How To Write The Date In German

German is pretty close to English, as far as writing the date goes. But there’s still enough difference to confuse you when you’re learning.

When you’re traveling, dates come up quite a bit. And while many tourist destinations often do their best to accommodate English speakers, it’s not unimaginable that the thing you thought you booked for March 1 (03/01) accidentally registered as January 3 (01/03) because of how Europeans write the date. This may be an extreme example, but it’s better to be safe than sorry. Knowing how to write the date in German is one of those simple (but very useful) things. It’s more than just learning vocabulary, because it requires writing all the parts of the date in a way that you’re probably not used to. Here’s a quick guide to the days and the months — and then how to put them all together — to help you as you learn German.

Days Of The Week In German

German weeks (like in most places besides the United States) start on Monday rather than Sunday.

Monday — Montag

Tuesday — Dienstag

Wednesday — Mittwoch

Thursday — Donnerstag

Friday — Freitag

Saturday — Samstag

Sunday — Sonntag

Months Of The Year In German

January — Januar

February — Februar

March — März

April — April

May — Mai

June — Juni

July — Juli

August — August

September — September

October — Oktober

November — November

December — Dezember

How To Write The Date In German

Like in English, there’s no one right way to write the date. It generally abides by one of two versions, however: the one with only numbers, and the one with words mixed in. To start, you might want to refresh yourself on the numbers in German.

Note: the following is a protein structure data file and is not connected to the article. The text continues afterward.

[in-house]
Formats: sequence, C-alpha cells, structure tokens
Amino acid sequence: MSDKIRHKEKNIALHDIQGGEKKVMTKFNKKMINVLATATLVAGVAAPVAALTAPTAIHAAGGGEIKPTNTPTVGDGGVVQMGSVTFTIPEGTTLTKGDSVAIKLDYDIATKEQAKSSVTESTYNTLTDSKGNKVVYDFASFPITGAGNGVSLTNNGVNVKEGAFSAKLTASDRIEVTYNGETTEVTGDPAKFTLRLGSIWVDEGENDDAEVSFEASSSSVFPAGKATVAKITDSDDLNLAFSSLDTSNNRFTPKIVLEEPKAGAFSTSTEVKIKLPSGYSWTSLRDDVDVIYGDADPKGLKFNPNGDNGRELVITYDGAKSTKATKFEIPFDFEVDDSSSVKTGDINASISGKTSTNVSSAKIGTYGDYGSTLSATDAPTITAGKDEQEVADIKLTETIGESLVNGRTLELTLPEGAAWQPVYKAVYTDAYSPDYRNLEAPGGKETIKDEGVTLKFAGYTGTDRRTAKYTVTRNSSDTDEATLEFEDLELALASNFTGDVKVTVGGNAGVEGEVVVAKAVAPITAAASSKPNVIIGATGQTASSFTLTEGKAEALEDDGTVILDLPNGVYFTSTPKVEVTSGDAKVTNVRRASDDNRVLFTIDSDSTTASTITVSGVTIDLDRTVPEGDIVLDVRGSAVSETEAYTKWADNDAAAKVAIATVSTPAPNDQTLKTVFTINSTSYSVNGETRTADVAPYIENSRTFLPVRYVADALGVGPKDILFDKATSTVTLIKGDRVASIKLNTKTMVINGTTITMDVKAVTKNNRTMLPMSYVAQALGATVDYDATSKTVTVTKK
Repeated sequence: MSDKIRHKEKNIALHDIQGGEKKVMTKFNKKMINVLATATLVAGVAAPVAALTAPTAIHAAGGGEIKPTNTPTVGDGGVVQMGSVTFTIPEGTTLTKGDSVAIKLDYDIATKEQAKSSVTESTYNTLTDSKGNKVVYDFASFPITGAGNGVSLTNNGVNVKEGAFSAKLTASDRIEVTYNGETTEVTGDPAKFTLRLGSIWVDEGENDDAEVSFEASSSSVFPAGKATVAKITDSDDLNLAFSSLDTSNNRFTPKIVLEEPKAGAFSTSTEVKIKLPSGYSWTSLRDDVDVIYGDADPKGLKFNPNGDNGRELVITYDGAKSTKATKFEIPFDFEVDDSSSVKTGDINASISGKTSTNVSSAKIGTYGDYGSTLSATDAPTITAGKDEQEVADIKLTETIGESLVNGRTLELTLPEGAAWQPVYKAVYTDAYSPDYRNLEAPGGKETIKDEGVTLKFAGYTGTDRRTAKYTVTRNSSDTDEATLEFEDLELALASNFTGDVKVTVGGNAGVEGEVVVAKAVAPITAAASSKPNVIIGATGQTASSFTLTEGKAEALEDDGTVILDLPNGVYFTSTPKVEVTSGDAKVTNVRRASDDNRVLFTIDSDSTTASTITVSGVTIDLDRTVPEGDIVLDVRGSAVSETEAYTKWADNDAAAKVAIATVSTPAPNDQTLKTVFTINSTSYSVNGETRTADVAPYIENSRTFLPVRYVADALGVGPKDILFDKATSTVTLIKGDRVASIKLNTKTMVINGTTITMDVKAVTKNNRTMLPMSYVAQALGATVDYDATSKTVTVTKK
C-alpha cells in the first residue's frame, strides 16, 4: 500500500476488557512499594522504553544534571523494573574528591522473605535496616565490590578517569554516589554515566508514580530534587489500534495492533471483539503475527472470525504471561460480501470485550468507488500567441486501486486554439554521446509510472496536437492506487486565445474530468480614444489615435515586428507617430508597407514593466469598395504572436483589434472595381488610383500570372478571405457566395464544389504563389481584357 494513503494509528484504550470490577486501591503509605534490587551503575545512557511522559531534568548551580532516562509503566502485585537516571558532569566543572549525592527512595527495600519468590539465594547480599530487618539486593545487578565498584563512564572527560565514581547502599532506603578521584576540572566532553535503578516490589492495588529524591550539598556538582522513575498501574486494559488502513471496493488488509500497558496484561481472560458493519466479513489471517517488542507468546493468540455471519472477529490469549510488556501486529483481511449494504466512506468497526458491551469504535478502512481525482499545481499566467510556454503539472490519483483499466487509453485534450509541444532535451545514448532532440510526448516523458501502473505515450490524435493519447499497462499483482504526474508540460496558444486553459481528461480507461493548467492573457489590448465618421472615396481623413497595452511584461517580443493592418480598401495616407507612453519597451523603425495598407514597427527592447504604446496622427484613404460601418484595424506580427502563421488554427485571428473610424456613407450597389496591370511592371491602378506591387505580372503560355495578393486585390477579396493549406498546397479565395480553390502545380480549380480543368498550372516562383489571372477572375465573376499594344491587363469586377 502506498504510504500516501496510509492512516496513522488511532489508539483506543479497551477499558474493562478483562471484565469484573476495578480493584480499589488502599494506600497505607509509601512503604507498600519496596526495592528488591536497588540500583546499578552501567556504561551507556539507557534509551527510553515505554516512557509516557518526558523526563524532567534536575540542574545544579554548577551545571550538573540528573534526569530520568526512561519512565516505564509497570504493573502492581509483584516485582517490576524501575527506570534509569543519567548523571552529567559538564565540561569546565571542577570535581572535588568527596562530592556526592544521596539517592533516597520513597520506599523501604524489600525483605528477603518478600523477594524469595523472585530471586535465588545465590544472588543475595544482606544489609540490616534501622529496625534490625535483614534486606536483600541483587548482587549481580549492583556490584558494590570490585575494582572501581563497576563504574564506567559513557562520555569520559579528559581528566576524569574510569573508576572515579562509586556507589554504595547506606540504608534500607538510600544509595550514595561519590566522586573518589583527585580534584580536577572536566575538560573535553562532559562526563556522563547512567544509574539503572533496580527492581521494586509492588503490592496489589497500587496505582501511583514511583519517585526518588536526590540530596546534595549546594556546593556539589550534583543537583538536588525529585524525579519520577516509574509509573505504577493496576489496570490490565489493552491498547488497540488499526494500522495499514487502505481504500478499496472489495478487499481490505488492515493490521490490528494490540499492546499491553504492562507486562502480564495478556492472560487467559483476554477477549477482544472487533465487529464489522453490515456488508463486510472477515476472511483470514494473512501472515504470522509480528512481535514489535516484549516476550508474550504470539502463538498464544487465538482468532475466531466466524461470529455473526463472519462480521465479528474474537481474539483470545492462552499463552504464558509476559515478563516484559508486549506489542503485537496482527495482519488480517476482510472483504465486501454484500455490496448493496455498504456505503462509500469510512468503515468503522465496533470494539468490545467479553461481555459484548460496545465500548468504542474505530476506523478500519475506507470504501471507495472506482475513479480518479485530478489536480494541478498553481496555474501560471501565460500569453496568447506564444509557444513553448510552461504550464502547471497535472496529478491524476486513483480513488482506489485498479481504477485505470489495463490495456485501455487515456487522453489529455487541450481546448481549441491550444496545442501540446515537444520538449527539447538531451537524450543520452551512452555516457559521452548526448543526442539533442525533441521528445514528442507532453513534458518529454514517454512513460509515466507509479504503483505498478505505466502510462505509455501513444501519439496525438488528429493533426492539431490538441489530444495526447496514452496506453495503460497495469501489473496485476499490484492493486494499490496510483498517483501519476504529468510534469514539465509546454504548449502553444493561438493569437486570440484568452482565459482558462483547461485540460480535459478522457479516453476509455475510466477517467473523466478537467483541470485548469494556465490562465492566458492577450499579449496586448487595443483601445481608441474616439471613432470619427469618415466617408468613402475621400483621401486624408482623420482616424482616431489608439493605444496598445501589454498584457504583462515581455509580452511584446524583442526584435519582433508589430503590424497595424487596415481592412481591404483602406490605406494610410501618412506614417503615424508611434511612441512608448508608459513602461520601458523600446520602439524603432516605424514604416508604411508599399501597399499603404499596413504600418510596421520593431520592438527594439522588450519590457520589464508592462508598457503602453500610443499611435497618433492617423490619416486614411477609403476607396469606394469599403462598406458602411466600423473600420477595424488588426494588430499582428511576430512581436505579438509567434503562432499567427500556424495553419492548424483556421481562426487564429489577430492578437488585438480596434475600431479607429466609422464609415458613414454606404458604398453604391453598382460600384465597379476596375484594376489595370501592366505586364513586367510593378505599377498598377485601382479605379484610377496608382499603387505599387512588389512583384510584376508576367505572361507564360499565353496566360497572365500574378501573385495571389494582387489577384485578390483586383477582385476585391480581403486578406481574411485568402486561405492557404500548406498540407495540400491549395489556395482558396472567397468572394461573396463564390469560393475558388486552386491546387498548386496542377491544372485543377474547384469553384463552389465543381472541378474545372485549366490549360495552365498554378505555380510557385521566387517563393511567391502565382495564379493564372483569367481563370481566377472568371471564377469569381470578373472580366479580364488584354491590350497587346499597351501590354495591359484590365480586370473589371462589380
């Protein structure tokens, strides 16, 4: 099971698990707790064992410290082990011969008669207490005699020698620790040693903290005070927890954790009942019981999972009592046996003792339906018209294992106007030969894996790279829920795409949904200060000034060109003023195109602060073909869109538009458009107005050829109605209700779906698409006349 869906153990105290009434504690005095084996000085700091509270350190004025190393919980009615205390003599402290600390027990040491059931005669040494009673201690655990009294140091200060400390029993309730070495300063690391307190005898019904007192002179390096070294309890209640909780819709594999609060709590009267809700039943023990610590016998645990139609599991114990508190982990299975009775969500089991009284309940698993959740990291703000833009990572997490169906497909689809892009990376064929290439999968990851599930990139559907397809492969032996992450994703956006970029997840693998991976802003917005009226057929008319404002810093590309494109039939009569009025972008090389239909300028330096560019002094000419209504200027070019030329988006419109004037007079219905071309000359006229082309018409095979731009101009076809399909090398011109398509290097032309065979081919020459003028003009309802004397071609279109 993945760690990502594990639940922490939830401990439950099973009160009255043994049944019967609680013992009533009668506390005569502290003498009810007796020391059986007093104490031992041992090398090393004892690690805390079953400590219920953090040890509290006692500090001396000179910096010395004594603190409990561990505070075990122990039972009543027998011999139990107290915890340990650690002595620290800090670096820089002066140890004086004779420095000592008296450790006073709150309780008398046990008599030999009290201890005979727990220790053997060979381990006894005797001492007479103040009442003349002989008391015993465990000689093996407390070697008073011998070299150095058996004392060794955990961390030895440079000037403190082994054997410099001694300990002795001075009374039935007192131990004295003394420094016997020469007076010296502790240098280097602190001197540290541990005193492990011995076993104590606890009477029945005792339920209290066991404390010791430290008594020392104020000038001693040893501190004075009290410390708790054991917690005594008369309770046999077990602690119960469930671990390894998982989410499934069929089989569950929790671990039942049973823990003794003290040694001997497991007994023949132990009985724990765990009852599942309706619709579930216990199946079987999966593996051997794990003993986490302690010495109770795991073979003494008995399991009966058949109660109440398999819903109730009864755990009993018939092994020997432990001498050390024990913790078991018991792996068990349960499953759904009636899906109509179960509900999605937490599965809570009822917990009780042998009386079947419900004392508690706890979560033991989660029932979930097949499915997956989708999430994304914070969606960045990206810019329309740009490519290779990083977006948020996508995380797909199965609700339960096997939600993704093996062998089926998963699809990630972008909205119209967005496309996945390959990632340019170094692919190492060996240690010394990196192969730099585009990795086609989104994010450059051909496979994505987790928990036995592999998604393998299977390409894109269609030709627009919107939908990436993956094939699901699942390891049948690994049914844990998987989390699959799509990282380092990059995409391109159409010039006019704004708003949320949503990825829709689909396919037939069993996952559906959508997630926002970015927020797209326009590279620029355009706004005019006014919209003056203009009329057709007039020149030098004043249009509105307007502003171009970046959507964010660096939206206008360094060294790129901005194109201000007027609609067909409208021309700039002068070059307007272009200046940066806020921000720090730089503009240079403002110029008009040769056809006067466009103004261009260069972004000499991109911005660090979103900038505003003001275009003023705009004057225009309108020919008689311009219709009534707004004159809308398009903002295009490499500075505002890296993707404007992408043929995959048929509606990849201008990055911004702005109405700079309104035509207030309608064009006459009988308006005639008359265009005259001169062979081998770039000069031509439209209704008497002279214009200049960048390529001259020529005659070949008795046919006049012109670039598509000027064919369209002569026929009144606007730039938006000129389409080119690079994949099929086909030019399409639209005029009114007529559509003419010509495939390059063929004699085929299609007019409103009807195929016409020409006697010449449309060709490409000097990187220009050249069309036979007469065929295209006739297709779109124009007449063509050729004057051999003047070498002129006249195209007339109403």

The number version is pretty much like the American version of the date. Instead of using slashes, however, German uses periods, and you put the day before the month. So November 4, 1990 would be written in English as 11/4/1990, but in German as 4.11.90 (and make sure you don’t confuse this with April 11!). In addition, German dates will often be preceded by am, meaning “on,” or der, meaning “the.”

If you want to spell out the date, it’s pretty much the same except the month is spelled out. So now, instead of der 4.11.1990, it would be 4. November 1990. If you want to say this out loud, you should note that the period is kind of like the -th after English numbers. For ordinals in German, generally -te or -ten is added to the end of the number. If you want to say “November 4th” for example, it would be der vierte November, with the -te added to vier (“four”). Just like in English, there are irregular numbers, so “first” is erste and “third” is dritte. Other than that, it’s all pretty straightforward!

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